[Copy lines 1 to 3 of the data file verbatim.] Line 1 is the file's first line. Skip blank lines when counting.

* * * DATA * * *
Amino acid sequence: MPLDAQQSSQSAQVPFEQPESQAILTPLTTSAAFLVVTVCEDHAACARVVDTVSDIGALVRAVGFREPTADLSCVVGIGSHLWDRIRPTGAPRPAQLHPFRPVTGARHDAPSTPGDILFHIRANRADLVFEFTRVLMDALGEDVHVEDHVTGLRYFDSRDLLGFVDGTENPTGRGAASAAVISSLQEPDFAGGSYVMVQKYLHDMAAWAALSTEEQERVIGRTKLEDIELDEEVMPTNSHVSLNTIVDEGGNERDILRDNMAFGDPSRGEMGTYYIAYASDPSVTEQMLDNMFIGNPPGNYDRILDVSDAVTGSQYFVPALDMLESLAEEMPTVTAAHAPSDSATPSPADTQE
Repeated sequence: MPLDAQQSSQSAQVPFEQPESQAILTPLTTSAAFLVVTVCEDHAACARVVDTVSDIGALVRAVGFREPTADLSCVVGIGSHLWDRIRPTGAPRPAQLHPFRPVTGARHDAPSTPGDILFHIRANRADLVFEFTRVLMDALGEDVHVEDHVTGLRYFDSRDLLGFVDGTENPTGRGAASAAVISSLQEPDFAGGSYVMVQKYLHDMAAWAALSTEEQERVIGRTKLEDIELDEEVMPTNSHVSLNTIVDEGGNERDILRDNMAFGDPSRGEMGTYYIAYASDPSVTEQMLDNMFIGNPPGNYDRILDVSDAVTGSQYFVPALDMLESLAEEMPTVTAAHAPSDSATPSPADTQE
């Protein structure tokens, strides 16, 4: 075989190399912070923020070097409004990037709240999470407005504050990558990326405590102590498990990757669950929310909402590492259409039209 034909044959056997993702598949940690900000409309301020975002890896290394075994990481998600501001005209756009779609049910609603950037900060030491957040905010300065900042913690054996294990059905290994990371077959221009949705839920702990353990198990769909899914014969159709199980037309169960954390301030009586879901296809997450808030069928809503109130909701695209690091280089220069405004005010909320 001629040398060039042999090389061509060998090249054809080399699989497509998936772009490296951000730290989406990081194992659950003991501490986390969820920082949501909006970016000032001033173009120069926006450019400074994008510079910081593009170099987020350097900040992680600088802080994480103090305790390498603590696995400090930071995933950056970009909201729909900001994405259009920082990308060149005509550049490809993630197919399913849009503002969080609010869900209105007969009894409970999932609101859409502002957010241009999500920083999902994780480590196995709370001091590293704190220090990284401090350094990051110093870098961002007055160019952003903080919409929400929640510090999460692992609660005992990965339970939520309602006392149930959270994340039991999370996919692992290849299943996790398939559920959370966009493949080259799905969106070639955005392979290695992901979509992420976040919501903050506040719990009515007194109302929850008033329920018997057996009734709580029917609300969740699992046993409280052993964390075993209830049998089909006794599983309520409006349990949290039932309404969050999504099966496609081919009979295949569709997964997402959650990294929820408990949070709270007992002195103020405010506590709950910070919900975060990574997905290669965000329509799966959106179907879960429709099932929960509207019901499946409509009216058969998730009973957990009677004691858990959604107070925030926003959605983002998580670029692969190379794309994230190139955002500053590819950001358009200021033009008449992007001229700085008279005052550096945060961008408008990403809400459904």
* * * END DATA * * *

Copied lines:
Amino acid sequence: MPLDAQQSSQSAQVPFEQPESQAILTPLTTSAAFLVVTVCEDHAACARVVDTVSDIGALVRAVGFREPTADLSCVVGIGSHLWDRIRPTGAPRPAQLHPFRPVTGARHDAPSTPGDILFHIRANRADLVFEFTRVLMDALGEDVHVEDHVTGLRYFDSRDLLGFVDGTENPTGRGAASAAVISSLQEPDFAGGSYVMVQKYLHDMAAWAALSTEEQERVIGRTKLEDIELDEEVMPTNSHVSLNTIVDEGGNERDILRDNMAFGDPSRGEMGTYYIAYASDPSVTEQMLDNMFIGNPPGNYDRILDVSDAVTGSQYFVPALDMLESLAEEMPTVTAAHAPSDSATPSPADTQE
Repeated sequence: MPLDAQQSSQSAQVPFEQPESQAILTPLTTSAAFLVVTVCEDHAACARVVDTVSDIGALVRAVGFREPTADLSCVVGIGSHLWDRIRPTGAPRPAQLHPFRPVTGARHDAPSTPGDILFHIRANRADLVFEFTRVLMDALGEDVHVEDHVTGLRYFDSRDLLGFVDGTENPTGRGAASAAVISSLQEPDFAGGSYVMVQKYLHDMAAWAALSTEEQERVIGRTKLEDIELDEEVMPTNSHVSLNTIVDEGGNERDILRDNMAFGDPSRGEMGTYYIAYASDPSVTEQMLDNMFIGNPPGNYDRILDVSDAVTGSQYFVPALDMLESLAEEMPTVTAAHAPSDSATPSPADTQE
């Protein structure tokens, strides 16, 4: 075989190399912070923020070097409004990037709240999470407005504050990558990326405590102590498990990757669950929310909402590492259409039209 034909044959056997993702598949940690900000409309301020975002890896290394075994990481998600501001005209756009779609049910609603950037900060030491957040905010300065900042913690054996294990059905290994990371077959221009949705839920702990353990198990769909899914014969159709199980037309169960954390301030009586879901296809997450808030069928809503109130909701695209690091280089220069405004005010909320 001629040398060039042999090389061509060998090249054809080399699989497509998936772009490296951000730290989406990081194992659950003991501490986390969820920082949501909006970016000032001033173009120069926006450019400074994008510079910081593009170099987020350097900040992680600088802080994480103090305790390498603590696995400090930071995933950056970009909201729909900001994405259009920082990308060149005509550049490809993630197919399913849009503002969080609010869900209105007969009894409970999932609101859409502002957010241009999500920083999902994780480590196995709370001091590293704190220090990284401090350094990051110093870098961002007055160019952003903080919409929400929640510090999460692992609660005992990965339970939520309602006392149930959270994340039991999370996919692992290849299943996790398939559920959370966009493949080259799905969106070639955005392979290695992901979509992420976040919501903050506040719990009515007194109302929850008033329920018997057996009734709580029917609300969740699992046993409280052993964390075993209830049998089909006794599983309520409006349990949290039932309404969050999504099966496609081919009979295949569709997964997402959650990294929820408990949070709270007992002195103020405010506590709950910070919900975060990574997905290669965000329509799966959106179907879960429709099932929960509207019901499946409509009216058969998730009973957990009677004691858990959604107070925030926003959605983002998580670029692969190379794309994230190139955002500053590819950001358009200021033009008449992007001229700085008279005052550096945060961008408008990403809400459904």